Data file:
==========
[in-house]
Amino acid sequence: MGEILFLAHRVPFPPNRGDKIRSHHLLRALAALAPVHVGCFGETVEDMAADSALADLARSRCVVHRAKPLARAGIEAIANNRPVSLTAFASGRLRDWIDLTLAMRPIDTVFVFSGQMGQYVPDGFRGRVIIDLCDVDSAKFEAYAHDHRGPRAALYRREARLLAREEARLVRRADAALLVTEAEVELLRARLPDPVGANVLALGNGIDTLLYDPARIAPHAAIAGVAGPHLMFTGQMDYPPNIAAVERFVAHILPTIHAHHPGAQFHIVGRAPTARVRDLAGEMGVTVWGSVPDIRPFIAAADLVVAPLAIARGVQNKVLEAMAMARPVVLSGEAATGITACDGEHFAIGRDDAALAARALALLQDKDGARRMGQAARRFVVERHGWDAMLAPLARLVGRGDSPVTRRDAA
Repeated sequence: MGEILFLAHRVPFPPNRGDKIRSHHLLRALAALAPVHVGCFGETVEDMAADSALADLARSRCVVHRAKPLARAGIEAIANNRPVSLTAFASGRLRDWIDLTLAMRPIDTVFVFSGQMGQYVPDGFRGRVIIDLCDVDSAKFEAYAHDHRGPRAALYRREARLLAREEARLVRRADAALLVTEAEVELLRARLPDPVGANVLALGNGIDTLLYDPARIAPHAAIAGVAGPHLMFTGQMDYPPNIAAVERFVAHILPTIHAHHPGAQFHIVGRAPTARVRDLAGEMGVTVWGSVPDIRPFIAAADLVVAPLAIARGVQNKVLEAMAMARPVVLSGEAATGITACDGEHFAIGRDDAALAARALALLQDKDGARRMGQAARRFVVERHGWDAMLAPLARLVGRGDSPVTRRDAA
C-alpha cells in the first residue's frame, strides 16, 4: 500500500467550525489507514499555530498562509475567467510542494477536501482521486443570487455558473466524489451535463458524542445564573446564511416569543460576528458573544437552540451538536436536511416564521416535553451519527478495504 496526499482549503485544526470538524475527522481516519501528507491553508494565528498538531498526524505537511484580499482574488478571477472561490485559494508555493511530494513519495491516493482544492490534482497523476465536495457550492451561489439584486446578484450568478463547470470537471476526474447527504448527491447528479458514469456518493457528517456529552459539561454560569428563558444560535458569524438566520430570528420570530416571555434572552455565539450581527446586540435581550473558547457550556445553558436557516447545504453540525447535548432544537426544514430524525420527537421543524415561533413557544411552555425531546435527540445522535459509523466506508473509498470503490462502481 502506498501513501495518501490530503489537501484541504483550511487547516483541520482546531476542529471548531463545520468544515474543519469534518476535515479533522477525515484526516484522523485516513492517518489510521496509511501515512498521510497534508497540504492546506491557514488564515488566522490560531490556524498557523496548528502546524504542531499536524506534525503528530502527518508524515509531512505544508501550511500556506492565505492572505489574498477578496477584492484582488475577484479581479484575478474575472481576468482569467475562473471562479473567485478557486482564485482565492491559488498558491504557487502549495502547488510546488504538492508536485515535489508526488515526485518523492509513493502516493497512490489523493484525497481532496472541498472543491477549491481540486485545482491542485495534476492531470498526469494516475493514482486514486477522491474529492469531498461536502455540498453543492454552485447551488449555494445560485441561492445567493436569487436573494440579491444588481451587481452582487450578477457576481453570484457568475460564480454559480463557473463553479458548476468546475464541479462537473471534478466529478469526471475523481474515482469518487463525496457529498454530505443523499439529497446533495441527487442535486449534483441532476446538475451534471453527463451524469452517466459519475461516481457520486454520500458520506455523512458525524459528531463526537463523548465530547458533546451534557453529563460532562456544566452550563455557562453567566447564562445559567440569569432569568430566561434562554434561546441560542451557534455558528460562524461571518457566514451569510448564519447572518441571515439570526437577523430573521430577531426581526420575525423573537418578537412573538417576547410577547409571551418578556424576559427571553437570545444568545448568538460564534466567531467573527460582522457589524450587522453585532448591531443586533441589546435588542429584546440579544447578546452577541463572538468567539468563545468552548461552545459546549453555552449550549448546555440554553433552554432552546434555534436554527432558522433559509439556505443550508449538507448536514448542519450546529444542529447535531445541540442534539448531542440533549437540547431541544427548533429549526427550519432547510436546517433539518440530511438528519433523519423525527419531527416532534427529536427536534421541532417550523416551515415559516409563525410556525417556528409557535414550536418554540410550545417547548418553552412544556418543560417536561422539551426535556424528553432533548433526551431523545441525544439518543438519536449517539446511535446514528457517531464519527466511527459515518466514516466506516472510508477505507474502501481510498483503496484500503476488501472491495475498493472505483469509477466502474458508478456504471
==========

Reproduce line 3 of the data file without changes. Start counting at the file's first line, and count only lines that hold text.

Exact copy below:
Repeated sequence: MGEILFLAHRVPFPPNRGDKIRSHHLLRALAALAPVHVGCFGETVEDMAADSALADLARSRCVVHRAKPLARAGIEAIANNRPVSLTAFASGRLRDWIDLTLAMRPIDTVFVFSGQMGQYVPDGFRGRVIIDLCDVDSAKFEAYAHDHRGPRAALYRREARLLAREEARLVRRADAALLVTEAEVELLRARLPDPVGANVLALGNGIDTLLYDPARIAPHAAIAGVAGPHLMFTGQMDYPPNIAAVERFVAHILPTIHAHHPGAQFHIVGRAPTARVRDLAGEMGVTVWGSVPDIRPFIAAADLVVAPLAIARGVQNKVLEAMAMARPVVLSGEAATGITACDGEHFAIGRDDAALAARALALLQDKDGARRMGQAARRFVVERHGWDAMLAPLARLVGRGDSPVTRRDAA